History’s Attic

This week in History’s Attic

Building a new town. From 1946 to 1949, the Corps Omaha District built Pickstown on a bluff northeast of the river at the cost of $9.5 million. It was designed as a fully self-contained community to house the many construction workers arriving to build the dam. It consisted of 18 dormitories, 312 family dwellings, 25 utility servicing areas servicing 625 trailer spaces, a shopping center, three cafeterias, a school building, movie theater, recreational center with a bowling alley, hospital,hotel,interdenominational church, fire/police station, gas station, railroad operations, and several other buildings for corps operations. The town was designed to hold 3,500-4000 workers.

The town was built with modular construction panels by Modern Homes from Sioux Falls and shipped in on the newly built Branch line railroad. The Commercial buildings were built in the international style, which featured flat roofs and wide eaves with rectangular long windows. these buildings were more suited for the southern climates rather than the tough SD winters, and the flat roofs caused many issues and sealed the doom of many of the buildings.

The residential units featured modular 4×8 sections bolted or nailed together in different designs with no overhangs (many were moved and still found in many local towns more on this in another feature). The town never achieved its full occupancy it was built for. Pickstown had maybe 2000 residents at its top so many of the newly build units were barely used.

After the dam was completed in 1956 there was a rapid decline in population. Most of the commercial district closed and was deserted. And residential units were not far behind. The government was spending too much for upkeep so there was a rapid selloff of structures many schools moved the residential units for classrooms and housing schools could buy units for as little as 17 dollars just to dump them. Entire tracts of homes were sold in groups, and by the 1970s the town was just a skeleton of buildings. With curb and gutter streets bare. Finally in 1986 the town was sold and put back in Local Control. It is starting to build back up, but you can still drive the bare streets and dream what was once there. One of the interesting facts of the construction of the town the government put in a complete water and sewer system. but the sewer system never had a treatment facility, the raw sewage of 2000 people was just dumped into the river downstream of the dam. I guess you could say you could get away with a lot in 1948.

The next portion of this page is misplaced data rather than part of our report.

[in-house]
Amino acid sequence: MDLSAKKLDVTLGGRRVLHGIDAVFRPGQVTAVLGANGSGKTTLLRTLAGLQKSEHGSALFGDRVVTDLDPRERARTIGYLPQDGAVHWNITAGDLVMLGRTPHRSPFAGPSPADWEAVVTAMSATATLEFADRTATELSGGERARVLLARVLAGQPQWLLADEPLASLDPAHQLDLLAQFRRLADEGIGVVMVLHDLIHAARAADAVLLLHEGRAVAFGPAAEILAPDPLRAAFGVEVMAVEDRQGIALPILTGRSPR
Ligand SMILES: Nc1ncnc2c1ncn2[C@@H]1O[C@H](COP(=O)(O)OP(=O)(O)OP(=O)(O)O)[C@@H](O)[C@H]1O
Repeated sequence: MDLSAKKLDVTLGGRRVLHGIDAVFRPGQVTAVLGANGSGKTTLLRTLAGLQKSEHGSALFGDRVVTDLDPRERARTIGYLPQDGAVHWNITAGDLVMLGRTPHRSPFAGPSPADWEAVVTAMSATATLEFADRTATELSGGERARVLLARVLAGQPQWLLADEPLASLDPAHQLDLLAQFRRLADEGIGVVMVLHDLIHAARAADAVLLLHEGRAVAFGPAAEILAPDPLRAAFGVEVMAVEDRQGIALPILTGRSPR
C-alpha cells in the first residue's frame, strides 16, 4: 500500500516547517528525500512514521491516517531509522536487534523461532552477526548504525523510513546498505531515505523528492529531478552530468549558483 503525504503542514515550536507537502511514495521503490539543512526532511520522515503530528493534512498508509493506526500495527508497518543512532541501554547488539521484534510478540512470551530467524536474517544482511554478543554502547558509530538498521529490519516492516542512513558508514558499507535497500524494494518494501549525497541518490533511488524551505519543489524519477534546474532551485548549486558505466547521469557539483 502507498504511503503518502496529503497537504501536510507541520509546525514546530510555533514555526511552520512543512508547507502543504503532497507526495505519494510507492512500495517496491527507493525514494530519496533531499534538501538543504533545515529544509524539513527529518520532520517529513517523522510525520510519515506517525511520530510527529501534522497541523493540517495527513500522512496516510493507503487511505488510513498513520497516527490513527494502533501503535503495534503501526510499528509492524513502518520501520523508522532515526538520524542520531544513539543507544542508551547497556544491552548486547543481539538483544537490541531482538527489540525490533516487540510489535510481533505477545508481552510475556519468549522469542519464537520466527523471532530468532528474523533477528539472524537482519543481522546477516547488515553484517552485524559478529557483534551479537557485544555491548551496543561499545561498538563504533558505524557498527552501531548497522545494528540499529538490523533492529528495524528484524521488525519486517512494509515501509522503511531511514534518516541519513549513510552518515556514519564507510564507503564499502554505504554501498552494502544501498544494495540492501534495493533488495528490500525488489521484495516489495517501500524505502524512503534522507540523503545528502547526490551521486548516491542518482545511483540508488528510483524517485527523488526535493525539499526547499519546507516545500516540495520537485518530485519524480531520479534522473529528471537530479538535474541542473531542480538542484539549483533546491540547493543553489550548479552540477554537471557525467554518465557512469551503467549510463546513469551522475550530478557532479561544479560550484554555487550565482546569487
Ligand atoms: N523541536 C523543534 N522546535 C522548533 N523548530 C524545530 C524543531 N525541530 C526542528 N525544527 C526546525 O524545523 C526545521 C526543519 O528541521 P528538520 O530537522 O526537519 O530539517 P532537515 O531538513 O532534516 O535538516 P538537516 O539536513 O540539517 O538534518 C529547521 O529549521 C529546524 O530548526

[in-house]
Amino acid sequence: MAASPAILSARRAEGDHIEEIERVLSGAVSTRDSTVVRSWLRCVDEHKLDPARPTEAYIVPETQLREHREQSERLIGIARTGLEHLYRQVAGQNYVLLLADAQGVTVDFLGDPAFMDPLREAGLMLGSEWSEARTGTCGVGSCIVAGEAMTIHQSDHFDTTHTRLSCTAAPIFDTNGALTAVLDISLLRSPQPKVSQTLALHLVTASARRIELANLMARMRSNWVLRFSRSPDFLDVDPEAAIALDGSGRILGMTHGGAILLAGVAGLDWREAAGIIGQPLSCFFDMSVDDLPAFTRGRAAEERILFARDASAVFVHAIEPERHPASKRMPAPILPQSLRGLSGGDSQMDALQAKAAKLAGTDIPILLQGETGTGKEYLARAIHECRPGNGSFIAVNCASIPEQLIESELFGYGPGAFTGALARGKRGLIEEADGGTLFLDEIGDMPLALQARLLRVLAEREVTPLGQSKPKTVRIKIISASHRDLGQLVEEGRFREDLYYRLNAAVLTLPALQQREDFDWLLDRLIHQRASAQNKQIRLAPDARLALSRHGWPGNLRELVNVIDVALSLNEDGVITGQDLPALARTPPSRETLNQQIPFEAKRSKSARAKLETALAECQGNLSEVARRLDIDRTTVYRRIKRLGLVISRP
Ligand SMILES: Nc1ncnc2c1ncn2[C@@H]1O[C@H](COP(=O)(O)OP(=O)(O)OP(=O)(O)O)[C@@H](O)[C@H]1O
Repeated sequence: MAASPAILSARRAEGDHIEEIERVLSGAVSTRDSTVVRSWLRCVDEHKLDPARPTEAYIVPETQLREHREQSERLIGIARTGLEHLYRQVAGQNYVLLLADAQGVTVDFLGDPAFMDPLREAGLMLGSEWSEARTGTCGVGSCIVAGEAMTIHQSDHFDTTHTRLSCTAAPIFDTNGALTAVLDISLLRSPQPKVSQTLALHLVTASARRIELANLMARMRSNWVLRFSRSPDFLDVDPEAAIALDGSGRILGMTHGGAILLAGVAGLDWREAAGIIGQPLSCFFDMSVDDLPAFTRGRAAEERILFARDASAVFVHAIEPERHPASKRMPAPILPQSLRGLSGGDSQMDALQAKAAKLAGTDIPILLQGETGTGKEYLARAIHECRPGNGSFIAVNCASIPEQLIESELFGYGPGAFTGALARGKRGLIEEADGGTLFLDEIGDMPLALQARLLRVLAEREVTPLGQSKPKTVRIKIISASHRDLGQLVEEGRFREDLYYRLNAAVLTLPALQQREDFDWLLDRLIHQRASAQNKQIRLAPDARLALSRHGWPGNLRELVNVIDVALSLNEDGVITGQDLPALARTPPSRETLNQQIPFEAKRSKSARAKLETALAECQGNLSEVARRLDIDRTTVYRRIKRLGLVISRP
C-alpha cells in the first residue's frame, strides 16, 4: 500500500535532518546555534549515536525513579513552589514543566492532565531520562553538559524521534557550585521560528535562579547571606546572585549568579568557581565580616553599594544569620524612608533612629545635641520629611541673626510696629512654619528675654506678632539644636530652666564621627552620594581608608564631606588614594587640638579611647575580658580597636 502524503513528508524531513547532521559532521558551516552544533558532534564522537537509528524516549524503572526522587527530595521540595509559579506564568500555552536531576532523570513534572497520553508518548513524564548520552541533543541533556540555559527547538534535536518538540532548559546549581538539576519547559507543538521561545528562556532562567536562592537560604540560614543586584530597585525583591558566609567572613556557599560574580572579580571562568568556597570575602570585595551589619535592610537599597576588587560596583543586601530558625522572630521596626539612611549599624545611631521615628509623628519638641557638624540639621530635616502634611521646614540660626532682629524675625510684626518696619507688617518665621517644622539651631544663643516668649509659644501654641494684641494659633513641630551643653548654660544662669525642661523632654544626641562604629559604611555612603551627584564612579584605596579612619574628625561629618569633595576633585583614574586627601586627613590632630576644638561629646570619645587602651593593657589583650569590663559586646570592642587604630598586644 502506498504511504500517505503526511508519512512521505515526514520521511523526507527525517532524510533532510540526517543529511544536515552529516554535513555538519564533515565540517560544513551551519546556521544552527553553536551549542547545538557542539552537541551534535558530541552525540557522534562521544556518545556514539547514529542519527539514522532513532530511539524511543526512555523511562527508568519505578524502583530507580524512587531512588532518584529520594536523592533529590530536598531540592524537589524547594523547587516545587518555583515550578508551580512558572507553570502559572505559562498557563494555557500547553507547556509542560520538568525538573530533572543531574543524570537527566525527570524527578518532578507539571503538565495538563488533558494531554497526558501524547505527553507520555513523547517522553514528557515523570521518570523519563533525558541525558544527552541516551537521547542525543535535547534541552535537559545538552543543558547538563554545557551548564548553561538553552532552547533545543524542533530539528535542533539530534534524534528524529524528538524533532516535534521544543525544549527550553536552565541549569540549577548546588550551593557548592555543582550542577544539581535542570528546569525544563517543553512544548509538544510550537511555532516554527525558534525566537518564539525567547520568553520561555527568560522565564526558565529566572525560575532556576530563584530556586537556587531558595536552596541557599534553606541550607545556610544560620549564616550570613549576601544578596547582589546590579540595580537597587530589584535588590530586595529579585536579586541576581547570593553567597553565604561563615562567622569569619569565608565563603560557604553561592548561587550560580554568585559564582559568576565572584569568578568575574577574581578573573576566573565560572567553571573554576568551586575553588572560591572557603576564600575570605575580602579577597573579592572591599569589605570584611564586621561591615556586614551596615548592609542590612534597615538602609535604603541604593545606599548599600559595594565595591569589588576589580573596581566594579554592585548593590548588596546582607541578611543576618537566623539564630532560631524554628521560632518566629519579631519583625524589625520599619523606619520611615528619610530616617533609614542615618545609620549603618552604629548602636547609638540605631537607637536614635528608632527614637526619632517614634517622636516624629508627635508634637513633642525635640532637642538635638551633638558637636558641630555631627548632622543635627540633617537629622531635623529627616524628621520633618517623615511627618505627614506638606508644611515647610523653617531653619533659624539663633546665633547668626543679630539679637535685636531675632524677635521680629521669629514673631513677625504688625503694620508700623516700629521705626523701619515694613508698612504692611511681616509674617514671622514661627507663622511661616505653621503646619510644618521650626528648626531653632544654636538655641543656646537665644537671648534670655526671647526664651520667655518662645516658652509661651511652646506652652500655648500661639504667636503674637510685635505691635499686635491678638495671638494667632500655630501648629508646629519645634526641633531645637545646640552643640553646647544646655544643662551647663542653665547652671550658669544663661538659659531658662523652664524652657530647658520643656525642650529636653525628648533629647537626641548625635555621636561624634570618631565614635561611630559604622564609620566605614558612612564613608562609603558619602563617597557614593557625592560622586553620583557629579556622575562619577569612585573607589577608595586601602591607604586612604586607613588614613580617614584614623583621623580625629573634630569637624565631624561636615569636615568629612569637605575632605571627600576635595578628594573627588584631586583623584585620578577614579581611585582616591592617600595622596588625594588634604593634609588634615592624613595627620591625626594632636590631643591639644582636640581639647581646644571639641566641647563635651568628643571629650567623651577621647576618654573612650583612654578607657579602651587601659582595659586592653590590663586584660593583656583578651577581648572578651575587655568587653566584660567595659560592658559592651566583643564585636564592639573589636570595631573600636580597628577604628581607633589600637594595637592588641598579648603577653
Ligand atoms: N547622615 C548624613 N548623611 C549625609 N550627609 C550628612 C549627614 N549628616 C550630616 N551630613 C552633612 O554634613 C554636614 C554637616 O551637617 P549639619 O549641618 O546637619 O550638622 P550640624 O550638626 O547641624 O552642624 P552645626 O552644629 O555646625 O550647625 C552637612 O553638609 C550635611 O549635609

Trivia question:  What were the ball clubs name in the Pickstown school??  Answer:  The Pickstown Engineers

Author Richard Papousek, February 2024